Covid-19 mitigation strategies and considerations

Commentary

Contributors: Vivek Goel, Rosa Stalteri, Lisa Puchalski Ritchie, Nazeem Muhajarine, Sue Horton, Katrina Milaney, Susan Law

  • Published: May 14, 2021

Executive Summary

Canada and the world are at a critical stage with the Covid-19 pandemic. As the situation evolves, there is a need for a clear set of considerations and principles to inform decision-making. The mitigation strategies and considerations presented in this commentary aim to inform discussions around a balance between controlling the virus (and its negative health consequences) and reducing the economic implications of the pandemic.

As governments are planning for the gradual return to usual activities, approaches should be based on a clear set of goals and objectives. Control, or mitigation, of the effects of Covid-19 is the presently achievable goal (vs. eradication or elimination) given that Covid-19 is likely to become an endemic disease – one which continues to circulate indefinitely. As per lessons from previous pandemic situations, government decision-making should be guided by principles that include collaboration, evidence-informed decision-making, proportionality, and flexibility, to minimize serious illness and overall deaths, and to minimize societal disruption resulting from the pandemic. Furthermore, attention to frameworks for ethical decision-making and equity considerations are critical in planning and implementation of interventions.

Canada has now greatly accelerated its pace of vaccination, although risks remain with respect to supply chains, uptake and emerging variants of concern. While achieving high levels of vaccine coverage is essential, the focus for those leading the pandemic response strategy must remain on the control of transmission of disease and on decision-making about reopening that is based on disease transmission metrics, rather than arbitrary levels of vaccination or fixed dates.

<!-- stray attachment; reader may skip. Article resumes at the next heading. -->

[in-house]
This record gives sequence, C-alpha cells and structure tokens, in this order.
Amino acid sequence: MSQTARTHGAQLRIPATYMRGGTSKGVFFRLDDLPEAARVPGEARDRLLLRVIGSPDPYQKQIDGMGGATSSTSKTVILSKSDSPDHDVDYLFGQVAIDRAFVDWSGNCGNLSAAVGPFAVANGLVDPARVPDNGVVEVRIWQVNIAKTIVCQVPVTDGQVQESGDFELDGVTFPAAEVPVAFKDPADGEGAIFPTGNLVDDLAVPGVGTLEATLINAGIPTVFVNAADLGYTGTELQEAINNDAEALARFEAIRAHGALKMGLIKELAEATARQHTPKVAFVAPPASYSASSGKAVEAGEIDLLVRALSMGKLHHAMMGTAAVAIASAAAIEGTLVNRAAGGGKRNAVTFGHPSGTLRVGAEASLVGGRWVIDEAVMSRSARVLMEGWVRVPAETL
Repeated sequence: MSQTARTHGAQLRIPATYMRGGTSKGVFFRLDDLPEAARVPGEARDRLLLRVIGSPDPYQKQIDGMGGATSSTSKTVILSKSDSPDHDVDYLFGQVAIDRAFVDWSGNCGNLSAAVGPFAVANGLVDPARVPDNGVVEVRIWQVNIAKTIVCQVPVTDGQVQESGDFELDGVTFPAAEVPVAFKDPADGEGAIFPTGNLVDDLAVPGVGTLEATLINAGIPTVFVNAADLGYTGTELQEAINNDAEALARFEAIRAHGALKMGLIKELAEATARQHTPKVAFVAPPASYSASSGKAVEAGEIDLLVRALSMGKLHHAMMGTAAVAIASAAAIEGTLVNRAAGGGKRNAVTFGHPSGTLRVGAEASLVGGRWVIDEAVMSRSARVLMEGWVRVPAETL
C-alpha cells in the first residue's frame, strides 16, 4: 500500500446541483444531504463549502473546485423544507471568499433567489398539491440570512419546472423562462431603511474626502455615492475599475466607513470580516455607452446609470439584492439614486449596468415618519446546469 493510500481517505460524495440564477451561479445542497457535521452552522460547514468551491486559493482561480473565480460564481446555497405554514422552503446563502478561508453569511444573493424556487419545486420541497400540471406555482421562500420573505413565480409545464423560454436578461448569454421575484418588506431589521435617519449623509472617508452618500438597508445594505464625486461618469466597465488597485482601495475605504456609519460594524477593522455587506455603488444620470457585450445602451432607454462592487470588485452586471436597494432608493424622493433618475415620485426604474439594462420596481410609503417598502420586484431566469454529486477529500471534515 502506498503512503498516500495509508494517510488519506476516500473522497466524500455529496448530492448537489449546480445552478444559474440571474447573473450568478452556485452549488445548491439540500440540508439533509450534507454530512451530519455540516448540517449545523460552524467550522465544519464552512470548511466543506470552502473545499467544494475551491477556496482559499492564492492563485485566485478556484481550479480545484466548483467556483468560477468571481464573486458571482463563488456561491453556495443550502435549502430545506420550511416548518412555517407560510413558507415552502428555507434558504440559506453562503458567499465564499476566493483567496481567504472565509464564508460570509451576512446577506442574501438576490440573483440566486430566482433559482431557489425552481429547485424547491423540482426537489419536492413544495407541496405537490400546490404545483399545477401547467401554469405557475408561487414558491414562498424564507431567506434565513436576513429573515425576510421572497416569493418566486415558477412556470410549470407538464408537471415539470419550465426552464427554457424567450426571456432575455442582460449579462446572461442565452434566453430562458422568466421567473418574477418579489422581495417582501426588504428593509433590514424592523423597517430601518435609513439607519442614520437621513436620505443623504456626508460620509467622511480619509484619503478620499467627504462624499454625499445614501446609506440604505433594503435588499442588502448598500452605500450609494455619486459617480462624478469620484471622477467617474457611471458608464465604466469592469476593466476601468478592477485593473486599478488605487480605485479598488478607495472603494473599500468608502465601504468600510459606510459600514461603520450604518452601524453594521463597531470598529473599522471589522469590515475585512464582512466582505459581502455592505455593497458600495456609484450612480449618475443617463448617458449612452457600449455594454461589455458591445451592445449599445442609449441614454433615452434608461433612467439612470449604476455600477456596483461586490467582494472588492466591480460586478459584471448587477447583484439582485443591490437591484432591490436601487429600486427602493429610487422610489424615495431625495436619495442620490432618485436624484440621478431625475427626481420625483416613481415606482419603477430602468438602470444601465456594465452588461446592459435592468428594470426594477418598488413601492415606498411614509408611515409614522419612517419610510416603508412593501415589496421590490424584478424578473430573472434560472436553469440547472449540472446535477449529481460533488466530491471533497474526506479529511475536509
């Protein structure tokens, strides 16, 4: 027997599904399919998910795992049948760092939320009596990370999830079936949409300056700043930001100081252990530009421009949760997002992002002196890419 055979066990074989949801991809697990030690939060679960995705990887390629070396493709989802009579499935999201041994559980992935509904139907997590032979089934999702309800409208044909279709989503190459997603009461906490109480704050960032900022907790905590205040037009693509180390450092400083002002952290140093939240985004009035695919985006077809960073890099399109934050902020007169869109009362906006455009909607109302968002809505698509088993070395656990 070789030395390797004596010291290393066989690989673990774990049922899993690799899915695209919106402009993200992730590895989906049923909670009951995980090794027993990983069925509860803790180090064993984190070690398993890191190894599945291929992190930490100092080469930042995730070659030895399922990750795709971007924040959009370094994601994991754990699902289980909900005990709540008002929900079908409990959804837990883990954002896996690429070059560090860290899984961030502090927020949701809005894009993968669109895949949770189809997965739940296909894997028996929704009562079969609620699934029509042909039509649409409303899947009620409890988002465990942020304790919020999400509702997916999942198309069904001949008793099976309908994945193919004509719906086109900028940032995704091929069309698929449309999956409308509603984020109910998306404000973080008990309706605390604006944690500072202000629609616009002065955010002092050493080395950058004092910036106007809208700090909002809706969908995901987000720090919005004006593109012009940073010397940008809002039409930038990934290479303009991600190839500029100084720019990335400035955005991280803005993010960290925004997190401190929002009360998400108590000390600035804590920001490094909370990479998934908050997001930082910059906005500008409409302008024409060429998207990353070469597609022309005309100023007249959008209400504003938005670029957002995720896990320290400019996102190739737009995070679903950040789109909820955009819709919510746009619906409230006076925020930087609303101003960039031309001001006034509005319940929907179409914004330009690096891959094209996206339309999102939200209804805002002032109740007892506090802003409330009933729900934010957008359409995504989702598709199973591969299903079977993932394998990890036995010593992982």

Canada is making progress with its immunization program, but the variants have contributed to a large third wave in many parts of the country. Measured approaches are necessary to control this wave and to avert future waves. It is important to find ways to maintain public confidence to ensure support for the necessary public health measures to control the spread of disease, maximize confidence in the vaccines, and achieve maximal uptake. Clear, consistent, coordinated, and timely communications are critical in achieving these aims.

To conclude, as national governments are planning a path forward, clear and timely guidance is required not only for the provinces and territories, but also to provide Canadians with ‘hope’ that we will gradually return to some level of normalcy. There are several areas for which clear national guidance could be of value:

1. A risk-based framework to guide reopening of services based on local epidemiology and vaccine coverage. The framework should focus on disease transmission, and public health and health system capacity indicators to guide reopening rather than simply measures of vaccination coverage or fixed dates.

2. Recommendations on the appropriate use of documentation, i.e. certification of vaccination, and whether proof of vaccination should be mandatory in some settings.

3. A border strategy that combines testing and quarantine of appropriate duration based on risk to ensure protection from the importation of virus variants while still facilitating travel.

4. Assessment of key learnings from behavioural science disciplines to support messaging and communications to ensure public acceptance of public health measures when necessary and when vaccines are offered.

With funding from the Government of Canada

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